D.Davis, John W.Davis, Dean, Dellet, Douglass, Drom-
goole, Duncan, Dunlap, Farlee, Ficklin, French, Fuller,
'Goggin, B\ram Green, Hale, Hannibal Hamlin, Hammett,
Haralson, Hays, Ilenley, Heirick, Hopkins, Houston, Hub-
bell, Hughes, Hungerford, James B. Hunt, Charles J. In-
gersoll, Jameson, Cave Johnson, Andrew Johnson, Andrew
Kennedy,- Preston King, Labranche, Leonard, Lucas,
Lumpkin, Lyon, McCauslen.'Maclay, McClelland, McCler-
nand, McConnell, McDowell, McKay, Joseph Morris,
Isaac E. Morse, Murphy, Newton, Norris, Owen, Parmen>
ter, Payne, Emery D. Potter, Pratt, Puidy, David S. Reid,
Reding, Relfe, Robinson, Russell, Thomas H. Seymour,
David L. Seymour, Simons, Simpson, Slidell, John T.
Smith, Thomas Smith, Robert Smith, Steenrod, Stephens,
Stiles, James W. Stone, Alfred P. Stone, Summers, Sykes,
Taylor, Thompson, Tibbatts, Weller, Wentworth, Benja*
min White, Williams, Woodward, Joseph A. Wright, and
NAYS -Messrs. Abbot, Adams, Baker, Barringer, Bar-
nard, Brengle, Jeremiah Brown, Buffington, Catlin, Causin,
Clingman, Collamer. Cranston, Garrett Davis, Deberrv,
Dickey, Fis>h, Florence, Giddings, Grinnell, Grider, Edward
S. Hamlin, Harper, Hudson, Washington Hunt, Joseph R;
Ingersoll, Jenks, Perley B. Johnson, John P. Kenned},
Mcllvaine. Marsh, Edward J. Morris, Freeman H. Morse,
Moseley, Nes, Paterson, Peyton. Phcenix, Pollock, Elisha
R. Potter. Ramsey, Charles M. Reed, Rockwell, Rodney,
Rogers, Sample, Schenck, Severance, Albert Smith, Caleb
B. Smith, Andrew Stewart, Thomasson, Tilden, Tyler,
Vance, Vanmeter, Vinton, Wethered, Wheaton, John White,
Mr. BRTNKERHOFF rose and stated that he
was not within the bar when his name was called;
but had he been, so, he would have voted in the af-
The resolution having been thus referred, to.
the Committee of the Whole on the state of the
The question was put on printing it, and decided
in the affirmative.
Mr. POLLOCK desired to give noticc of his in-
tention hereafter to ask leave to introduce a bill
or joint resolution.
Mr. CAVE JOHNSON said he should object to
everything out of the regular order of business; and
at the same time he suggested that the business
which each gentleman was desirous to expedite,
would be facilitated by regularity and order in their
proceedings. He, however, withdrew his objection
in this particular case.
Mr. POLLOCK then gave notice that, at some
future occasion, he should ask leave to introduce a
bill, or joint resolution, providingfor the submission
of the question of the annexation of Texas to the
people, through the ballot-box.
Mr. WENTWORTH observed that the peop)^,
had already decided that question at the polls, in
terms too decided to be misapprehended; and he
was now for carrying out that decision.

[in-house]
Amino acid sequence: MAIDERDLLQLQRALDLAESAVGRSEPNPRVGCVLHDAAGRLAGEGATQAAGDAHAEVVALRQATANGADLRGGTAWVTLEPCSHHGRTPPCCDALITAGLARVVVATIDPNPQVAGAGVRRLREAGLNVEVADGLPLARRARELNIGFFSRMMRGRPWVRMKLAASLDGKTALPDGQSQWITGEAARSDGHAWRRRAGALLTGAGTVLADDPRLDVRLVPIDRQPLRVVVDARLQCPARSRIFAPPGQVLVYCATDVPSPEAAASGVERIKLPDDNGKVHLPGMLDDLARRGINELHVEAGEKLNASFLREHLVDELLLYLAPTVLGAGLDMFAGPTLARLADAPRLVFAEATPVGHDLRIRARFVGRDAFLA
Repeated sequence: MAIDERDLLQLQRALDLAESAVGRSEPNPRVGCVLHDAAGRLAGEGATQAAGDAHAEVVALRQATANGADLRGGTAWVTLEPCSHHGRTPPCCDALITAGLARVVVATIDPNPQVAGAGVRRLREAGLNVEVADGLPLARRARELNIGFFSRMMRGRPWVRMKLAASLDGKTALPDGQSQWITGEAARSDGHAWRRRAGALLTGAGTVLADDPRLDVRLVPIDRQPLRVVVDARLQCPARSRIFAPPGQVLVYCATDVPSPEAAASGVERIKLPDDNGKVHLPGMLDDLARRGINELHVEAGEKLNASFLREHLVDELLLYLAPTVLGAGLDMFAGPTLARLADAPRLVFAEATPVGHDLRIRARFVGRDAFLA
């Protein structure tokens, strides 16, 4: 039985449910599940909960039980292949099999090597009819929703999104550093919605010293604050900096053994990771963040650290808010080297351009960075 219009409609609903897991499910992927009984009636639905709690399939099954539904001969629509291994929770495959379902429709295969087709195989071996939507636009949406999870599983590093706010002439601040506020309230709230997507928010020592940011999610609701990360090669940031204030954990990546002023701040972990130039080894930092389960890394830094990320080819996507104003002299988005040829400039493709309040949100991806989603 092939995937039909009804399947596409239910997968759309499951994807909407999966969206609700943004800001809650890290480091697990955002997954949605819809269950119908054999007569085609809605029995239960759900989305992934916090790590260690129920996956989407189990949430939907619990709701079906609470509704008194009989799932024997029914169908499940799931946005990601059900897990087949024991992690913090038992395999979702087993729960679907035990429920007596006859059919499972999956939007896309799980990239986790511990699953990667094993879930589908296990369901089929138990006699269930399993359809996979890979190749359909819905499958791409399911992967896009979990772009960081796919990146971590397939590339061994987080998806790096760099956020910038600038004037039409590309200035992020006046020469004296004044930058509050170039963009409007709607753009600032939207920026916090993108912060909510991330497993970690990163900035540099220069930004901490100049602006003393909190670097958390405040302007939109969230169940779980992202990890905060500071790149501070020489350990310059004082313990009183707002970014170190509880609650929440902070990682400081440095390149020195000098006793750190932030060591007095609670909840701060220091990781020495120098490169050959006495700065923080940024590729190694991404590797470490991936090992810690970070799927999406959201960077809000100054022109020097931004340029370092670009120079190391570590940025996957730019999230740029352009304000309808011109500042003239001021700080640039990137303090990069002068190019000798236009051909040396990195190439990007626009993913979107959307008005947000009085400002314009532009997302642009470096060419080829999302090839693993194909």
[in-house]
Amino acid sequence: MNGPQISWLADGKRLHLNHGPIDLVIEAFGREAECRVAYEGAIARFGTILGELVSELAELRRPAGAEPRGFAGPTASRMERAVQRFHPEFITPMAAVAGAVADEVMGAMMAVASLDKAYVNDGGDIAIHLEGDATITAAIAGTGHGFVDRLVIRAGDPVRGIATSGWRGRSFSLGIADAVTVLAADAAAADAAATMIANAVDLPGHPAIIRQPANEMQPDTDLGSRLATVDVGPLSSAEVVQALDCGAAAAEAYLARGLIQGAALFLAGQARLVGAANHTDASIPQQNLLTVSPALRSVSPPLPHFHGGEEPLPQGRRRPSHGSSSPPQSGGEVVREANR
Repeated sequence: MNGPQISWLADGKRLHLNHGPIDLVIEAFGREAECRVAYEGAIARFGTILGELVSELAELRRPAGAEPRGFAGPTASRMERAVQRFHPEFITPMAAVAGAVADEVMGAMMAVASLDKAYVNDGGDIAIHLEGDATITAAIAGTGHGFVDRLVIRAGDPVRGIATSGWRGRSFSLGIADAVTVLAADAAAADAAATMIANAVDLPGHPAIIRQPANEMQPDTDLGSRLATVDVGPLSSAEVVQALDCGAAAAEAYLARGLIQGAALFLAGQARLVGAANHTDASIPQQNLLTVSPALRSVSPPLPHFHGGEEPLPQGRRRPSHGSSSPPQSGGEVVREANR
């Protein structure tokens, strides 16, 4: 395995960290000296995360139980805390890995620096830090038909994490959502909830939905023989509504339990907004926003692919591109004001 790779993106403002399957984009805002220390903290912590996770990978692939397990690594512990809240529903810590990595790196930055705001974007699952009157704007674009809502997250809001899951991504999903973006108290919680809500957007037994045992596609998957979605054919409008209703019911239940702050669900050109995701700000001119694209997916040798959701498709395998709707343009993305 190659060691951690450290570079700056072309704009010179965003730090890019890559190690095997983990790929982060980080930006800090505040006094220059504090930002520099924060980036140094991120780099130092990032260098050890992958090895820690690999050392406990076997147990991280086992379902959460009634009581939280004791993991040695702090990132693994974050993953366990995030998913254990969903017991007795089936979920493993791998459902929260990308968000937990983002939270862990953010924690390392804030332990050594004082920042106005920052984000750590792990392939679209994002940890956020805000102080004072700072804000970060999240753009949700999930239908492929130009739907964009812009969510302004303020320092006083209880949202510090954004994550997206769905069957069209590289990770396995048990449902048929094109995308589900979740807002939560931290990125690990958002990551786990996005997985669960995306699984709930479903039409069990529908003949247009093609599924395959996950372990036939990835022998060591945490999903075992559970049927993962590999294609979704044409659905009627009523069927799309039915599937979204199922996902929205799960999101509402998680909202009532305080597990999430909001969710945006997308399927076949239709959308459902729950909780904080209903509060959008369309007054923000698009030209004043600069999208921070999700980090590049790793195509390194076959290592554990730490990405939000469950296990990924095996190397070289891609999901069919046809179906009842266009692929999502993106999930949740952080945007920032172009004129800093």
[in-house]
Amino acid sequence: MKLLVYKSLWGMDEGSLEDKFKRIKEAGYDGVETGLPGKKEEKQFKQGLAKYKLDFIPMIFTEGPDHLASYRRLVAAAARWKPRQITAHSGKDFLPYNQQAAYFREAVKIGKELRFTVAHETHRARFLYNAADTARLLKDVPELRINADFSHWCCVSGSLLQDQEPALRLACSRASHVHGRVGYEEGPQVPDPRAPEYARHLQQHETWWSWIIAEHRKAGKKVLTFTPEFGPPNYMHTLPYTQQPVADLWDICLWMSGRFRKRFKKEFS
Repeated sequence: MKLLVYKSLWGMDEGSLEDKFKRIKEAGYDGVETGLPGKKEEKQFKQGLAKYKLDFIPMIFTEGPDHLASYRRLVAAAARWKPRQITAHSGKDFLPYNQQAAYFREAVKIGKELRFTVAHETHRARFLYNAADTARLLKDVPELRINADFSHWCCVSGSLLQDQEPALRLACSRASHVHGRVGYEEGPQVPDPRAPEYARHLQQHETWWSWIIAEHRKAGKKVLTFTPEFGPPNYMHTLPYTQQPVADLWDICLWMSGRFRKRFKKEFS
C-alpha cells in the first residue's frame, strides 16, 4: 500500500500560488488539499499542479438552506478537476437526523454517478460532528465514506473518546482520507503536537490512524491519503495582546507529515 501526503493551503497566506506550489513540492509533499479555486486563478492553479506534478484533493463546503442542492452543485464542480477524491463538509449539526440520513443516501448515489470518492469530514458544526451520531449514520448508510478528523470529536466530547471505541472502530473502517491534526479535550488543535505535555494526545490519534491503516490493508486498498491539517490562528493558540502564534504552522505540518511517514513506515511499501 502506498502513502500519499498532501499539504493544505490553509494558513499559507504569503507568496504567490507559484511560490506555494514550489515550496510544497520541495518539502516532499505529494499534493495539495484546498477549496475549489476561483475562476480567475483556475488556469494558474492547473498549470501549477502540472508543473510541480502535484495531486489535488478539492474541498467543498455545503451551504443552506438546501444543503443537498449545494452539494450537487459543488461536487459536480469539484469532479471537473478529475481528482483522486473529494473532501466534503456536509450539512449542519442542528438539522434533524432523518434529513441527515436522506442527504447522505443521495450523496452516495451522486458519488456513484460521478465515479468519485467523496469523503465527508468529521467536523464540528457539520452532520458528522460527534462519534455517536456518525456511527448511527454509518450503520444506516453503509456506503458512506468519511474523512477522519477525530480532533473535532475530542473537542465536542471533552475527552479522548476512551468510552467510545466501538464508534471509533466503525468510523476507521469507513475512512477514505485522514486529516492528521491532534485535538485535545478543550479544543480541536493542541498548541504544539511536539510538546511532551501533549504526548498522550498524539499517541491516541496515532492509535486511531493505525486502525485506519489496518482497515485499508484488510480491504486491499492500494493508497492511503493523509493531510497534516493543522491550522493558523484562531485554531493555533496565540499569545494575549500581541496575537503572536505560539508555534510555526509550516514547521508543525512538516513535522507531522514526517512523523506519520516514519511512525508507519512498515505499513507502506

The notice was received and recorded.
Mr. HOUSTON then rose and said he was glad
that his friend from Tennessee [Mr. C. Johnson]
had intimated that he should object to any business
that did not come up in its regular order. This was
a short session, and there were important bills be-
fore the Committee of the Whole on the state of the
Union; and therefore he hoped no time would be
lost, but that the House would at once resolve itself
into Committee of the Whole for the consideration:
of those bills. There was one bill in which he had
some interest, and he was desirous that it should be
taken up and disposed of; first, because he was de-
sirous that it should be passed, and next, because
he wished the House to reach the other bills on the
calendar. He hoped the gentlemen who were op-
posed to the measure to which he had alluded,
would consent to take it up and dispose of it; and
he would now move that the House resolve itself
into Committee of the Whole on the state of the
Union—his object being, of course, to take up the
bill alluded tp.
the president's message in relation to
Captain Waggaman, private secretary to the Fre«*
Here’s what’s next.
This document can be searched. Note: Results may vary based on the legibility of text within the document.
Citing and Sharing
Basic information for referencing this web page. We also provide extended guidance on usage rights, references, copying or embedding.
Reference the current page of this Legislative Document.
United States. Congress. The Congressional Globe, Volume 14: Twenty-Eighth Congress, Second Session, legislative document, 1845; Washington D.C.. (texashistory.unt.edu/ark:/67531/metapth2366/m1/65/: accessed June 25, 2017), University of North Texas Libraries, The Portal to Texas History, texashistory.unt.edu; crediting UNT Libraries Government Documents Department.